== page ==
3 Ways to Support a Healthy Aging Mind | Home Care Assistance 3 Ways to Support a Healthy Aging Mind

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3 Ways to Support a Healthy Aging Mind

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“Peace of mind is the basis of a healthy body and a healthy mind; so peace of mind, a calm mind, is very, very important.” The Dalai Lama

A healthy body and healthy mind are inextricably entwined. We know that 30 minutes of exercise each day will keep the body healthy, but what about the mind? Here are three ways that you can help to support a healthy aging mind for your loved one.
 
1. Challenge the mind: The best activity to maintain brain health is to learn a new language and challenge the brain’s neurons to grow. However, your loved one may not be interested in this task and their health may make it too rigorous. There are other mentally stimulating games that are fun and interesting. Reader’s Digest suggests three that are particularly interesting:
 
a. Brush teeth with the non-dominant hand: Research has shown that using the opposite side of your brain (as in this exercise) can result in a rapid and substantial expansion in the parts of the cortex that control and process tactile information from the hand. (Don’t forget to open the tube and apply toothpaste in reverse, too.)
 
b. Play “10 Things”: Forcing the brain to think of alternates to the every day will help keep it strong. Hand your loved one an ordinary object and ask him or her to demonstrate ten different “things” that the object might be. Example: A fly swatter might be a tennis racket, a golf club, a fan, a baton, a drumstick, a violin, a shovel, a microphone, a baseball bat, or a canoe paddle.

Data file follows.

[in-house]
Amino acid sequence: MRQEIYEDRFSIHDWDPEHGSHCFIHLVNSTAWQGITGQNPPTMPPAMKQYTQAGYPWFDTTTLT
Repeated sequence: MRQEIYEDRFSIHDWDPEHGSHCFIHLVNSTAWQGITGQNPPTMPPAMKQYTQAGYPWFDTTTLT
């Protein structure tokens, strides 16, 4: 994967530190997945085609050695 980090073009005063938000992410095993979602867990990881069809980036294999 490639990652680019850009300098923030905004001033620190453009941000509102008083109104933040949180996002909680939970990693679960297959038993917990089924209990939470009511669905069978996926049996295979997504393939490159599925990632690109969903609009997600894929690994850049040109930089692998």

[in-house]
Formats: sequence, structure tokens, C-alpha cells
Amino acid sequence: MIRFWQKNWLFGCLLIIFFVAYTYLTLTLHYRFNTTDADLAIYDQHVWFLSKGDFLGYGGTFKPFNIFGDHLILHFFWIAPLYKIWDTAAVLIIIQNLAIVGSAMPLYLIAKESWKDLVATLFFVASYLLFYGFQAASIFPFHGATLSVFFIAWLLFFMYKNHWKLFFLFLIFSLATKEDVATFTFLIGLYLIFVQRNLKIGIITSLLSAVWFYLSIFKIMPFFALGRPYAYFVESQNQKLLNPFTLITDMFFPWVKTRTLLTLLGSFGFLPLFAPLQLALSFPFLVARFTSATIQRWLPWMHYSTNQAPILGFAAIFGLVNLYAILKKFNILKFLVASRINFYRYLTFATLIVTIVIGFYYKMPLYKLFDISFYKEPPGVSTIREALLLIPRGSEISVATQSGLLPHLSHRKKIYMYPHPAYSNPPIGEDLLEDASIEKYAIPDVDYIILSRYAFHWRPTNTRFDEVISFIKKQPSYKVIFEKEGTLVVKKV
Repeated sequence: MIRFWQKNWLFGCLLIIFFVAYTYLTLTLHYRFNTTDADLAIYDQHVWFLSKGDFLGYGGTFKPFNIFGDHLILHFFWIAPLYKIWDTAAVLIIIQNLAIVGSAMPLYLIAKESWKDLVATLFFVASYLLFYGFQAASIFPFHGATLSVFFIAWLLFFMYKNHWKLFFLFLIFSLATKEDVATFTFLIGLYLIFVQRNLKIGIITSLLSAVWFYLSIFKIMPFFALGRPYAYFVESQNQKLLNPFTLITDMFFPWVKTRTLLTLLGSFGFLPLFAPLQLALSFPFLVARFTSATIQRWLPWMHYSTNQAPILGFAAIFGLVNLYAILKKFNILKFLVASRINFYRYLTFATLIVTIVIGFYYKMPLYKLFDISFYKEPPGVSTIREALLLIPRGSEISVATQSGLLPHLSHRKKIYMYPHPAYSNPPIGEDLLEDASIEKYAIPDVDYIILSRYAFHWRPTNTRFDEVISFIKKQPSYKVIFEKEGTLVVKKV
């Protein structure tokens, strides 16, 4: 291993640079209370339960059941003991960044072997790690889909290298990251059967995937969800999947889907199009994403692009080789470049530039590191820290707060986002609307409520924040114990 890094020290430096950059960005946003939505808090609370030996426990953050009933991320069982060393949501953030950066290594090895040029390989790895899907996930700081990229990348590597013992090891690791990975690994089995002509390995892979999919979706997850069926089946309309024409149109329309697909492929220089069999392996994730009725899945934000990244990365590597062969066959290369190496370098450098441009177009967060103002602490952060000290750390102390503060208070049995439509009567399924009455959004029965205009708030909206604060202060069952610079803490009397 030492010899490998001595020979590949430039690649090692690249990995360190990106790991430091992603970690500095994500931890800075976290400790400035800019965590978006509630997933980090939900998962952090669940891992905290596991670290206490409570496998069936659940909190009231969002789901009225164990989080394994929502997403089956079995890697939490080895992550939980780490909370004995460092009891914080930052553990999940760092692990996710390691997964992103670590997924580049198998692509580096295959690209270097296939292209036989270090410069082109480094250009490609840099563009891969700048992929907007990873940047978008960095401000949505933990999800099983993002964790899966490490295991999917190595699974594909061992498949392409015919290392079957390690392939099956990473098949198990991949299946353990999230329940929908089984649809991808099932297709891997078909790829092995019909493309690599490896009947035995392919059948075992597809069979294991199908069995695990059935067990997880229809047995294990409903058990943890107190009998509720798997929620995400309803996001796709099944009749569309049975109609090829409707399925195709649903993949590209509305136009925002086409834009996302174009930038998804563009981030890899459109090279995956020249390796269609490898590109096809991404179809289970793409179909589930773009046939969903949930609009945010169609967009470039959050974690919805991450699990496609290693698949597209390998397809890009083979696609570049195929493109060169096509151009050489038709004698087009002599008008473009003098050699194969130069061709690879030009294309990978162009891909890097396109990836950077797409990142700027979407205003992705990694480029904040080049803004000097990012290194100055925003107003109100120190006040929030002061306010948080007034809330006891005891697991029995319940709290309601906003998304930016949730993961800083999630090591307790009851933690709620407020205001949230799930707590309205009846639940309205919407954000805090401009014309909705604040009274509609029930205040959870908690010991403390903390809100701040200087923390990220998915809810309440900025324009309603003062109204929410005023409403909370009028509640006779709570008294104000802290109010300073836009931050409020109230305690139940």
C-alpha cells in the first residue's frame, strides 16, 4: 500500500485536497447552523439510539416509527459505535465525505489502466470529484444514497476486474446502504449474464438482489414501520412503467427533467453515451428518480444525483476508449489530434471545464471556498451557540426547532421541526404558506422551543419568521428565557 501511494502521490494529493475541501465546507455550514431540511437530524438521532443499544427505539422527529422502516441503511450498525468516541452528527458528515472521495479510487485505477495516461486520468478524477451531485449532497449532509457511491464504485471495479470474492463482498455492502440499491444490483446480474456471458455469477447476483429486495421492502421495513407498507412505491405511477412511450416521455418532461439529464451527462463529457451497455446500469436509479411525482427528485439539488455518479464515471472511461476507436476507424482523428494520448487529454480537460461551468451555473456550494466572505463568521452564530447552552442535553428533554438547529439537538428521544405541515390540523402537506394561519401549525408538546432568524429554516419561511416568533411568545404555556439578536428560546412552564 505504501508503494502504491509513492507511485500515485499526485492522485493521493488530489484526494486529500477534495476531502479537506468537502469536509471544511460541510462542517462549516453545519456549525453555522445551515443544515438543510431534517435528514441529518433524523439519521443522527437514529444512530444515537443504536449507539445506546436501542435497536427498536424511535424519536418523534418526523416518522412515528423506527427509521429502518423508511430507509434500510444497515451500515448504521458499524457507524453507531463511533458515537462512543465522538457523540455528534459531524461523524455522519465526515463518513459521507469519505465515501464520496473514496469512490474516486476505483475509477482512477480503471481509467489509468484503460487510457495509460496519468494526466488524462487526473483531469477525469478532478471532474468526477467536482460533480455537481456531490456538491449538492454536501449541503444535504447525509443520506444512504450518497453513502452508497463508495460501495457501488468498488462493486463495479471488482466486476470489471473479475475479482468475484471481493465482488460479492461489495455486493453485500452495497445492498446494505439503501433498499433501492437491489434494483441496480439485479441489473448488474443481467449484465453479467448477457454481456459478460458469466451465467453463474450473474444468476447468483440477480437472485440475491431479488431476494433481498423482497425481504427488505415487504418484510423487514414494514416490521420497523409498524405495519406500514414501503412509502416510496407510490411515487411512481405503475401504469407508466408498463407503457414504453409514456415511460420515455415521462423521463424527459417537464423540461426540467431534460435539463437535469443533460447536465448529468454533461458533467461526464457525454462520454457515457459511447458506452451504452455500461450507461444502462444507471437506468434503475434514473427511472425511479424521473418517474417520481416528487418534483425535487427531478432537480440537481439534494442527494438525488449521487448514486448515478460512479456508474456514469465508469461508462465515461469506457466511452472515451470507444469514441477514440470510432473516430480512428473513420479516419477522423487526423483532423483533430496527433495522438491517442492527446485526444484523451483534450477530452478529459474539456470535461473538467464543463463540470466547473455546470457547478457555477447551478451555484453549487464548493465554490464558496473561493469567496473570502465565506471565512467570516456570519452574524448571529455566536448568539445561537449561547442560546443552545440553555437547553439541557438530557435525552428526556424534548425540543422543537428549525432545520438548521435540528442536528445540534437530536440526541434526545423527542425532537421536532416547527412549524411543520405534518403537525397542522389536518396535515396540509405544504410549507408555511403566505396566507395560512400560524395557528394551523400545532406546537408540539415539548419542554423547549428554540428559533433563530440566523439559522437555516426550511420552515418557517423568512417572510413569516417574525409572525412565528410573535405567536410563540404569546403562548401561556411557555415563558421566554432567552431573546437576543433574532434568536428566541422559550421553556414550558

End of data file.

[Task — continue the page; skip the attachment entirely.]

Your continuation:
c. Read differently: When we read aloud or listen to reading, we use very different brain circuits than when we read silently to ourselves. Read aloud to your loved one and then alternate the roles of reader and listener. It may be slow to get through a book, but as a bonus, you’ll spend quality time together.
 
Other mentally stimulating activities that keep the mind active include math problems and experimenting with things that require manual dexterity as well as mental efforts, like drawing, painting, and other crafts.
 
2. Get physical exercise: Harvard Medical School says that one of the top three ways to support a healthy aging mind is to get exercise. Exercise helps memory and thinking through both direct and indirect means. Directly it benefits the brain by improving health. It reduces insulin resistance and stimulates the release of chemicals in the brain that affects the health of brain cells, the growth of new blood vessels in the brain, and even the abundance and survival of new brain cells. Indirectly, exercise improves mood and sleep and reduces stress and anxiety.
 
Essentially, exercise keeps the brain more efficient.
 

3. Improve your diet. Eating well and drinking enough water will benefit the brain and keep it healthy. The brain needs nutrients just like the rest of the body does. Good nutrition for the brain includes the following:
 
a. Watch calories. Eating foods that are low in calories will naturally reduce fat and sugar intake. It will also steer the diet toward fresh foods and away from processed ones.
b. Eat the right foods. Eat colorful fruits and vegetables that are as fresh as possible. Stay away from fast food and highly processed foods.
 
c. Eat foods that are rich in vitamin B6 and B12 that can be found in leafy green vegetable and fortified cereal.
 
The top five brain foods are blueberries, citrus foods (oranges, grapefruit etc.), nuts, fish, and avocados. Check out our advice on how to incorporate these superfoods into your diet.
 
Have you found ways to engage your loved one in brain healthy activities? If so we would love to hear about them.

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